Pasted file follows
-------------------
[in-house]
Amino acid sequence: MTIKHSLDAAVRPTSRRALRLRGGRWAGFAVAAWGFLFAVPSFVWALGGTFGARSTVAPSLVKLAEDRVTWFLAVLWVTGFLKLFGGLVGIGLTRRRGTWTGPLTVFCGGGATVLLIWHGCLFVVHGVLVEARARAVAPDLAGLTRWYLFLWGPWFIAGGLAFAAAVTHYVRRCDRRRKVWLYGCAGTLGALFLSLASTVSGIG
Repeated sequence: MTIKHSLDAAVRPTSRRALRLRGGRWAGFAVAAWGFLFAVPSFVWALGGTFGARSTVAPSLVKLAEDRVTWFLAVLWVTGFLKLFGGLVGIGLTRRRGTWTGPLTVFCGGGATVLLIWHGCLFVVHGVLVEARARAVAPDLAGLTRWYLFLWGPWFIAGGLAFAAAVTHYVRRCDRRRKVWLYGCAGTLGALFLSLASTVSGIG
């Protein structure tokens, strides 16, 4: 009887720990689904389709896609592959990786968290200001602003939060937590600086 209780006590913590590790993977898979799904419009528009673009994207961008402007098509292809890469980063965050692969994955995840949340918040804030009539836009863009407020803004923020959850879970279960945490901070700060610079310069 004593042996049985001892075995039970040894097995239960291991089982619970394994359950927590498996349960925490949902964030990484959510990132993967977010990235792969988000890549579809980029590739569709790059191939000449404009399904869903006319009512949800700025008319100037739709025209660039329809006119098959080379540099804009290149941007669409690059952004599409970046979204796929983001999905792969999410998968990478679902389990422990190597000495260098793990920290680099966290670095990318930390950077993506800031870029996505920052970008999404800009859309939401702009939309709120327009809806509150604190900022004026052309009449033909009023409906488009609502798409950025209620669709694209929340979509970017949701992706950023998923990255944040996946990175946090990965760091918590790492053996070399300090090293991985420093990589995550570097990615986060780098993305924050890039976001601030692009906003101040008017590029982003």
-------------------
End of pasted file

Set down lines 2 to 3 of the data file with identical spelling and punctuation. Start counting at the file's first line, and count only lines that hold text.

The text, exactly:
Amino acid sequence: MTIKHSLDAAVRPTSRRALRLRGGRWAGFAVAAWGFLFAVPSFVWALGGTFGARSTVAPSLVKLAEDRVTWFLAVLWVTGFLKLFGGLVGIGLTRRRGTWTGPLTVFCGGGATVLLIWHGCLFVVHGVLVEARARAVAPDLAGLTRWYLFLWGPWFIAGGLAFAAAVTHYVRRCDRRRKVWLYGCAGTLGALFLSLASTVSGIG
Repeated sequence: MTIKHSLDAAVRPTSRRALRLRGGRWAGFAVAAWGFLFAVPSFVWALGGTFGARSTVAPSLVKLAEDRVTWFLAVLWVTGFLKLFGGLVGIGLTRRRGTWTGPLTVFCGGGATVLLIWHGCLFVVHGVLVEARARAVAPDLAGLTRWYLFLWGPWFIAGGLAFAAAVTHYVRRCDRRRKVWLYGCAGTLGALFLSLASTVSGIG